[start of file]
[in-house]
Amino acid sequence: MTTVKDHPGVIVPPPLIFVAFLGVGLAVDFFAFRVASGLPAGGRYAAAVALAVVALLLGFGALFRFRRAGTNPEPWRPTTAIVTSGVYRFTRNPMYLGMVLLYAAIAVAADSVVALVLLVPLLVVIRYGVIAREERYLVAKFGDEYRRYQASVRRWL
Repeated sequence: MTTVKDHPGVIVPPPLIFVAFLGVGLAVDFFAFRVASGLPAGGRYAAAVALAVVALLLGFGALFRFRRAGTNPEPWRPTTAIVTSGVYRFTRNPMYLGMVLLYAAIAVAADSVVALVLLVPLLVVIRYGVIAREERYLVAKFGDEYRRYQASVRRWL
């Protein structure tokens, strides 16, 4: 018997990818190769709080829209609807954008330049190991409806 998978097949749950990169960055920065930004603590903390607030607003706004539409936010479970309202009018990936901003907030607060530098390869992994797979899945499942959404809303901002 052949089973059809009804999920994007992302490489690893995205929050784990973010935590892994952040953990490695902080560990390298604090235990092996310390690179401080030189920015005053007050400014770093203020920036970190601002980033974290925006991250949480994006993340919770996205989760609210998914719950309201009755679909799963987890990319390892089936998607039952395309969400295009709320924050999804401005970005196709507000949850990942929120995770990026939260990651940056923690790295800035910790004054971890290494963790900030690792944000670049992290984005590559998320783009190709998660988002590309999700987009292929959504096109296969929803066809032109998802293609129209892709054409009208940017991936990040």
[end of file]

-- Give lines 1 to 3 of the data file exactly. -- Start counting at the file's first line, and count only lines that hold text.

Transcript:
[in-house]
Amino acid sequence: MTTVKDHPGVIVPPPLIFVAFLGVGLAVDFFAFRVASGLPAGGRYAAAVALAVVALLLGFGALFRFRRAGTNPEPWRPTTAIVTSGVYRFTRNPMYLGMVLLYAAIAVAADSVVALVLLVPLLVVIRYGVIAREERYLVAKFGDEYRRYQASVRRWL
Repeated sequence: MTTVKDHPGVIVPPPLIFVAFLGVGLAVDFFAFRVASGLPAGGRYAAAVALAVVALLLGFGALFRFRRAGTNPEPWRPTTAIVTSGVYRFTRNPMYLGMVLLYAAIAVAADSVVALVLLVPLLVVIRYGVIAREERYLVAKFGDEYRRYQASVRRWL